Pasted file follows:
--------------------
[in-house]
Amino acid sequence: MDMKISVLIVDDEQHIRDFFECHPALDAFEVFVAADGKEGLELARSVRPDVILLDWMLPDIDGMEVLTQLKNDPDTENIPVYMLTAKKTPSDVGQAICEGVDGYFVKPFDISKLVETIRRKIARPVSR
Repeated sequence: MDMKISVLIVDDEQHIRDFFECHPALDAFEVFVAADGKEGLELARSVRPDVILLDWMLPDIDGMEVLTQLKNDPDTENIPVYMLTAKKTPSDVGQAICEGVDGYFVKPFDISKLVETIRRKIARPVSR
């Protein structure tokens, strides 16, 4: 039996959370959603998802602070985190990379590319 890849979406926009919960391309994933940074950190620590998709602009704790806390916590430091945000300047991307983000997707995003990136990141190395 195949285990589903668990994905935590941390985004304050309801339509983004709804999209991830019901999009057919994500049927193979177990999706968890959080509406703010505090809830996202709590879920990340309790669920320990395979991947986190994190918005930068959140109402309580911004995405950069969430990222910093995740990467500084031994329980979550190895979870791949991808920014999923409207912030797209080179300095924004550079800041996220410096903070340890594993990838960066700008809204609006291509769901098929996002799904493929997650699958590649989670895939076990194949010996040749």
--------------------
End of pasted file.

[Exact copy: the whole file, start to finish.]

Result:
[in-house]
Amino acid sequence: MDMKISVLIVDDEQHIRDFFECHPALDAFEVFVAADGKEGLELARSVRPDVILLDWMLPDIDGMEVLTQLKNDPDTENIPVYMLTAKKTPSDVGQAICEGVDGYFVKPFDISKLVETIRRKIARPVSR
Repeated sequence: MDMKISVLIVDDEQHIRDFFECHPALDAFEVFVAADGKEGLELARSVRPDVILLDWMLPDIDGMEVLTQLKNDPDTENIPVYMLTAKKTPSDVGQAICEGVDGYFVKPFDISKLVETIRRKIARPVSR
């Protein structure tokens, strides 16, 4: 039996959370959603998802602070985190990379590319 890849979406926009919960391309994933940074950190620590998709602009704790806390916590430091945000300047991307983000997707995003990136990141190395 195949285990589903668990994905935590941390985004304050309801339509983004709804999209991830019901999009057919994500049927193979177990999706968890959080509406703010505090809830996202709590879920990340309790669920320990395979991947986190994190918005930068959140109402309580911004995405950069969430990222910093995740990467500084031994329980979550190895979870791949991808920014999923409207912030797209080179300095924004550079800041996220410096903070340890594993990838960066700008809204609006291509769901098929996002799904493929997650699958590649989670895939076990194949010996040749």